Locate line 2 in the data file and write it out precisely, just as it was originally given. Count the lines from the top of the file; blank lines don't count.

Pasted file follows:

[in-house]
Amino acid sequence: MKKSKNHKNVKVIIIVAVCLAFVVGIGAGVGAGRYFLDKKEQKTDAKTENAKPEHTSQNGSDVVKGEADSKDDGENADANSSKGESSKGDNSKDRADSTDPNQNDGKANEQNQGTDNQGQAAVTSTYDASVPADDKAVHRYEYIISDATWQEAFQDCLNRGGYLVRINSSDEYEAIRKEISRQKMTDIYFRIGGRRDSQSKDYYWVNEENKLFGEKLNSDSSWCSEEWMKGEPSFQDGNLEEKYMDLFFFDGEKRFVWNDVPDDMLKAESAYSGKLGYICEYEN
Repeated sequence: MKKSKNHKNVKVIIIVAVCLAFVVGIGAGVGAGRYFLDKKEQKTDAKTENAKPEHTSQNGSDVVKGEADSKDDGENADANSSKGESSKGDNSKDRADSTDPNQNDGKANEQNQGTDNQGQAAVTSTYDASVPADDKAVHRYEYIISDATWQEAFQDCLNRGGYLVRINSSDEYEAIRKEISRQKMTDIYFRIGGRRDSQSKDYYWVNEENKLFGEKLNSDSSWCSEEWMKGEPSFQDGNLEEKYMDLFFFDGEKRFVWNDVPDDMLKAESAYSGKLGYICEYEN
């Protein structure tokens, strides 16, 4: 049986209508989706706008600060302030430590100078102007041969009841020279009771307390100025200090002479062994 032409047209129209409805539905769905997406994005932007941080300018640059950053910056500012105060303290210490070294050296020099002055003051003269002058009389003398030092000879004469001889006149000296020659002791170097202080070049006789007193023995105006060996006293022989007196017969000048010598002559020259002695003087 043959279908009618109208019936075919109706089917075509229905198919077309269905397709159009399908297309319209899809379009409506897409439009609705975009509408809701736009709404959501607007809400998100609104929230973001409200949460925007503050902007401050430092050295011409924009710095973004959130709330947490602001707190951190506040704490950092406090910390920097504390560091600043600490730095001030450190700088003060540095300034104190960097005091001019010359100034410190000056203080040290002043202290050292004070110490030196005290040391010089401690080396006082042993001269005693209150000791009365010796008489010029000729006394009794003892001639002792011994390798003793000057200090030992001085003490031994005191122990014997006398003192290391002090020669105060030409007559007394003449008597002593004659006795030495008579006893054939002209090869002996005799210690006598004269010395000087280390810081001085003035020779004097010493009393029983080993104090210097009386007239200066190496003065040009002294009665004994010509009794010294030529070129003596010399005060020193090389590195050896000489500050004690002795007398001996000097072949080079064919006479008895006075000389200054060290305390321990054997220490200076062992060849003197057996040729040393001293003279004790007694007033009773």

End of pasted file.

Amino acid sequence: MKKSKNHKNVKVIIIVAVCLAFVVGIGAGVGAGRYFLDKKEQKTDAKTENAKPEHTSQNGSDVVKGEADSKDDGENADANSSKGESSKGDNSKDRADSTDPNQNDGKANEQNQGTDNQGQAAVTSTYDASVPADDKAVHRYEYIISDATWQEAFQDCLNRGGYLVRINSSDEYEAIRKEISRQKMTDIYFRIGGRRDSQSKDYYWVNEENKLFGEKLNSDSSWCSEEWMKGEPSFQDGNLEEKYMDLFFFDGEKRFVWNDVPDDMLKAESAYSGKLGYICEYEN